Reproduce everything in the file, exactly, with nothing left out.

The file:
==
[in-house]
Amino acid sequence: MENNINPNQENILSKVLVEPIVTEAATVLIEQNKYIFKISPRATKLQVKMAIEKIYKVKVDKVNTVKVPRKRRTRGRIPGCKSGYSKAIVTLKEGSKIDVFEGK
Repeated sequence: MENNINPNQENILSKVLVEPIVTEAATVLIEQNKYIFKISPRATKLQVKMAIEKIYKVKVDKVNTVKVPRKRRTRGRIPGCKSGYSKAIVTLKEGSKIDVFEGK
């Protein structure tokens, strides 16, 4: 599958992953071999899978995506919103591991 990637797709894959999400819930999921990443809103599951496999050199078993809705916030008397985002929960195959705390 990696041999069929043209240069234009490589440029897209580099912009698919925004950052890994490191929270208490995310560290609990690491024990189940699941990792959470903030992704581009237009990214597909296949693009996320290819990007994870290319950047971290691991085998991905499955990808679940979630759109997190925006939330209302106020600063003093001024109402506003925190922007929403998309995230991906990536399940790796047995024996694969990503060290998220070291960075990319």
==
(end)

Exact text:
[in-house]
Amino acid sequence: MENNINPNQENILSKVLVEPIVTEAATVLIEQNKYIFKISPRATKLQVKMAIEKIYKVKVDKVNTVKVPRKRRTRGRIPGCKSGYSKAIVTLKEGSKIDVFEGK
Repeated sequence: MENNINPNQENILSKVLVEPIVTEAATVLIEQNKYIFKISPRATKLQVKMAIEKIYKVKVDKVNTVKVPRKRRTRGRIPGCKSGYSKAIVTLKEGSKIDVFEGK
């Protein structure tokens, strides 16, 4: 599958992953071999899978995506919103591991 990637797709894959999400819930999921990443809103599951496999050199078993809705916030008397985002929960195959705390 990696041999069929043209240069234009490589440029897209580099912009698919925004950052890994490191929270208490995310560290609990690491024990189940699941990792959470903030992704581009237009990214597909296949693009996320290819990007994870290319950047971290691991085998991905499955990808679940979630759109997190925006939330209302106020600063003093001024109402506003925190922007929403998309995230991906990536399940790796047995024996694969990503060290998220070291960075990319």